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Goldman’s sketchy case to buy (and then sell) bitcoin

Attracting attention in parts of the web this week were headlines that captured the strange place on the fringes of modern banking where astrology, finance and computer games intersect. A Goldman Sachs analyst had predicted the price of bitcoin — currently above $4,000 — would surge in a frenzy of speculation, before going on to halve.

Unpicking the story finds layers of greed, nonsense and warped logic, not least the contradictory claims made in favour of so-called cryptocurrencies. But deeper than that, it exposes what happens when attention is focused on the price of an asset to the exclusion of all else.

Start with the basis of the Goldman idea, a piece of so-called technical analysis in a set of charts to watch. An often mocked niche pursuit, such analysis might best be described as traders scrawling on charts.

The underlying idea is that buyers and sellers react to events in predictable ways that show up as patterns in the movement of prices. So as an investment case becomes popular, for instance that Unilever stock or platinum futures, are cheap, the price starts to rise, attracting attention and money which pushes prices higher in a form of market momentum.

There is some sense in looking at a chart, if only because many people do and data providers have automated much of the scrawling. If a lot of investors think it worth noting when the line representing the 30-day moving average for a share price crosses the path of the 100-day equivalent, the event can start to attract importance.

Such analysis is also taken much further, with shapes on a chart matched against a library of past doodles used to track the ebb and flow of momentum. Resistance levels, Bollinger bands, even a pattern resembling what some call a vomiting camel, and Elliot waves are brandished as reason to believe how a price will move, with decimal point accuracy for an extra sheen of rigour.

As per the Goldman trading desk, discussing the possibility of trend exhaustion that could take bitcoin back to about $2,200: “Once a full five-wave sequence is in place, the market should in theory enter a corrective phase. This can last at least one-third of the time it took to complete the preceding advance and retrace at least 38.2 per cent of the entire move.”

Invocation of invisible market forces seen through their effects is only a few steps removed from a horoscope. Sagittarius is rising, sell gold.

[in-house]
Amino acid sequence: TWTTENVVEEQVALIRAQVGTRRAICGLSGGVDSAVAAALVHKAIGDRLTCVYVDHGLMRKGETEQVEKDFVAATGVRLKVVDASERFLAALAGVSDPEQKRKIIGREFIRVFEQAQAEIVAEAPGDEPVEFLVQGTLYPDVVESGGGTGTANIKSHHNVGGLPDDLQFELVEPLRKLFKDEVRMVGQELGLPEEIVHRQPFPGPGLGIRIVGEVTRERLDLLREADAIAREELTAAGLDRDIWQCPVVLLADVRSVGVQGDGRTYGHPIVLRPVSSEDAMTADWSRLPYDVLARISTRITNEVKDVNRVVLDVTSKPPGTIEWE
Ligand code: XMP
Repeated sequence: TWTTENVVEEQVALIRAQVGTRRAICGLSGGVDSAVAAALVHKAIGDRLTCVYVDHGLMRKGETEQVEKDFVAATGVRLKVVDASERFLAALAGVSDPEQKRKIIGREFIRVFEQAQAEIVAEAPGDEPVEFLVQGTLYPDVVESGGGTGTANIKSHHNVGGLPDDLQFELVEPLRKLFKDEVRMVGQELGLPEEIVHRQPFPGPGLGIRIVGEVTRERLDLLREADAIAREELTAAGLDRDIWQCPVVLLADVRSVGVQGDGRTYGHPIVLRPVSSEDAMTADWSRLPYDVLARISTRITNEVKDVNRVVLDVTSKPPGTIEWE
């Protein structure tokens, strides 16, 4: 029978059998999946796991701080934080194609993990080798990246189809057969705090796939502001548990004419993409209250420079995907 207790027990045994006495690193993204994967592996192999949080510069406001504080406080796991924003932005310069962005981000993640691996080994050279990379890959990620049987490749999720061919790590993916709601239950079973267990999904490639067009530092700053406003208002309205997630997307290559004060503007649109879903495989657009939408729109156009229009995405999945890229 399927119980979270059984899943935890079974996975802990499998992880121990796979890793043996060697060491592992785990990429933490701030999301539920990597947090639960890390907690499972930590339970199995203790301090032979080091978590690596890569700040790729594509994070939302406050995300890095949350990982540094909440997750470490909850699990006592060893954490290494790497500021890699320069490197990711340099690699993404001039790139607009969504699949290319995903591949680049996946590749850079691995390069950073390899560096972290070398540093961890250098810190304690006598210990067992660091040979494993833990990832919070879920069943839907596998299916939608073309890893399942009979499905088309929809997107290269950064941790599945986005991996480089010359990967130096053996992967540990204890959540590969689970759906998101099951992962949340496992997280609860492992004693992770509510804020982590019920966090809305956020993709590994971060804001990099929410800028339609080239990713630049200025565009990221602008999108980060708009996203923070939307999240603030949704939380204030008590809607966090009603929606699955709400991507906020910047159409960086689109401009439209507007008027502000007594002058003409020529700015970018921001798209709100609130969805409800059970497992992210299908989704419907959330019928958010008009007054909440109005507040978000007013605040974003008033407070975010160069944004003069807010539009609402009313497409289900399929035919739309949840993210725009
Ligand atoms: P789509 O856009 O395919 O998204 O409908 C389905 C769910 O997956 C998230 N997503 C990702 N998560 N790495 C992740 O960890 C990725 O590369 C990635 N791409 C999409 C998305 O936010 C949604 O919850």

Technical analysis may be all that cryptocurrencies such as bitcoin and its many rivals deserve, however, because the arguments in favour of them are largely self-referential: it must have value because the price has gone up a lot.

Prices rise for reasons good and bad, however. Consider the effect of a recent so-called forking event for bitcoin, an attempt by parts of the community that maintain it to push through an eightfold increase in the network’s maximum capacity to deal with transaction data.

Rather than replacing bitcoin, the attempt has created a parallel new currency, bitcoin Cash, handed out to some but not all owners of the original, depending on the policy of different cryptocurrency exchanges. The value of the new digital coins created by the software tweak is in theory about $5bn, were it possible to swap them for hard currency.

Creating new bitcoin from nothing would appear to go against one of the core arguments for its use as a currency, that a cryptographic formula limits the number of coins that can exist, unlike a central bank that simply wills money into existence.

Since the fork, the price of classic bitcoin has instead zoomed upwards, betraying a sort of video game logic. Congratulations, the quest is complete, all players receive bonus currency. It also comes as initial coin offerings proliferate, where cryptocurrencies supposedly worth millions of dollars are exchanged for digital tokens.

Which is why the trading note is so apt. It begins with a familiar regulatory invocation, that the Goldman Sachs trading desk “may have a position in the products mentioned that is inconsistent with the views expressed in this material”, then goes on to suggest the price of bitcoin may both rise and fall.

In this bold new world of finance, everyone gets to have everything both ways.

dan.mccrum@ft.com